It occurred to him that he could turn this table into a ready-made object, an installation, so to speak, that he could name “An Apologia of Embarrassment” (plastic coffee cups, stirrers, empty sugar bags, a white table). Then he found it stupid, so he decided to keep silent. “What one leaves unsaid turns into broken stirrers and smashed cups,” she said all of a sudden. He thought that he would never meet another woman like this one, who would be capable of reading his thoughts, with whom he would want to spend the rest of his life in this café. He was startled to have used a phrase like “the rest of his life,” even though silently.
“Let's talk,” she said, as if they hadn't talked non-stop for two hours. The remaining hour was too little time to be wasted in beating around the bush and making boats. But since he wouldn't start talking, she said simply: “We have to accept it that sometimes people just walk past each other.”
“The whole irony of it is that they realise it the moment they meet,” he said. “Maybe we have met before. We have lived in the same city for so long. It's not possible that we haven't passed each other at some trafﬁc lights.”
“I would've noticed you,” he said.
“Do you love her?” she asked.
“Do you love him?” he asked.
hey quickly admitted that it made no difference and that it wasn't anybody's fault.
Later he couldn't even remember who was the one who had come up with the life-saving (or so he thought then) idea to invent shared memories, to make up a whole life together before and after their meeting. A pathethic attempt to take revenge on merciless chance that had brought them together, only to separate them. They had 50 minutes at their disposal.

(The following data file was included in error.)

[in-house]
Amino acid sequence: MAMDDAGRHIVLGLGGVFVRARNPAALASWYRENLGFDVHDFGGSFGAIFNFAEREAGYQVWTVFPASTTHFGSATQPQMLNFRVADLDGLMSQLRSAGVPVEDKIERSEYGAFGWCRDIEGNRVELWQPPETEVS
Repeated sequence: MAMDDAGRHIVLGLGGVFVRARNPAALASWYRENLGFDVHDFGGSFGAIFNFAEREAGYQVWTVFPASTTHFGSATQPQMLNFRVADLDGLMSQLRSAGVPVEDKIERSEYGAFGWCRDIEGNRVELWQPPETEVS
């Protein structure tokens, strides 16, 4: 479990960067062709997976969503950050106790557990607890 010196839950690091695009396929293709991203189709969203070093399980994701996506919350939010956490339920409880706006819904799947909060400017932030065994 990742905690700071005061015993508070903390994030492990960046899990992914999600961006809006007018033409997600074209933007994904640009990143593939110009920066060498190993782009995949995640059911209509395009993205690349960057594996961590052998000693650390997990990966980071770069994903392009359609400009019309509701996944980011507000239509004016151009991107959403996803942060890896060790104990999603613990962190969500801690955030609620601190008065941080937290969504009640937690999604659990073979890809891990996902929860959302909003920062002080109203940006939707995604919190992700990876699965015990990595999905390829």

“Do you remember,” he started, “the school days, when we were living on the same street? Every week I would secretly drop a tinfoil ring made of Lacta Caramel's wrapping paper into you mailbox.”
“Oh,” she said, “so you were the one with the rings. My father was always the ﬁrst to ﬁnd them and suspected that some crazy admirer from the neighbourhood was sending wedding rings to my mother. It now turns out that those were for me.”
“Yes, they were for you,” he said.
“Do you remember,” she started, “the last year at the university, when we went off, just the two of us, to that monastery? It was the ﬁrst time we were travelling alone. There weren't any rooms available at the hotel, so they put us up in one of the monks' cells for the night. It was very cold, and the bed was so stiff. I was a little scared. I crossed myself secretly after each time we did it. Five times I crossed myself during the night.”
“Six,” he said. “I was scared, too. Do you remember what happened later, how you came to live with me? Your mother said that she would disown you through The Ofﬁcial Gazette, because she didn't want illegitimate grandchildren.”
“I remember,” she said. “Anyway, I couldn't have children.”
At that point she fell silent. He took her hand for the ﬁrst time since they had met. Very gently, comfortingly.
“It's OK,” he said. “And I broke my leg once, remember? I was already 48, working like crazy, and that month I spent at home seemed to me like real paradise. You took a leave too, you even said that you'd break your arm if they didn't let you do it. And we never poked our noses out of the apartment.”
“And the next year, when they found that I had that tumor… You had read somewhere that laughter could be used as a healing therapy against cancer, and the next two weeks you were telling me jokes non-stop, so that I would laugh. I still don't know how you collected them all. You were so frightened and nice. I think that was when your hair turned white. And every day you would bring me peonies and forget-me-nots.”
“Thank God you're better now. What would I do without you?”
At that moment a voice invited all the passengers ﬂying to New York to advance to the departure terminal. The silence lasted no more than a minute. Then she straightened up and said that she had to go. He took her suitcase and they both left the café. Before going through the passport check-in, she turned and gave him a very long kiss. As if for the last time, he thought, although there had never been a time before.
Half an hour later he turned and walked out. He felt terribly old; he had trouble moving his legs. He deliberately closed his eyes as he walked through the mirrored-glass door, so as not to see his hair suddenly turned white and those stooped shoulders of an old man. With every further step he realised more and more clearly that he could never go back home to his unachievably young wife. And he could never tell her what he had been doing those last ﬁfty years, while he was away.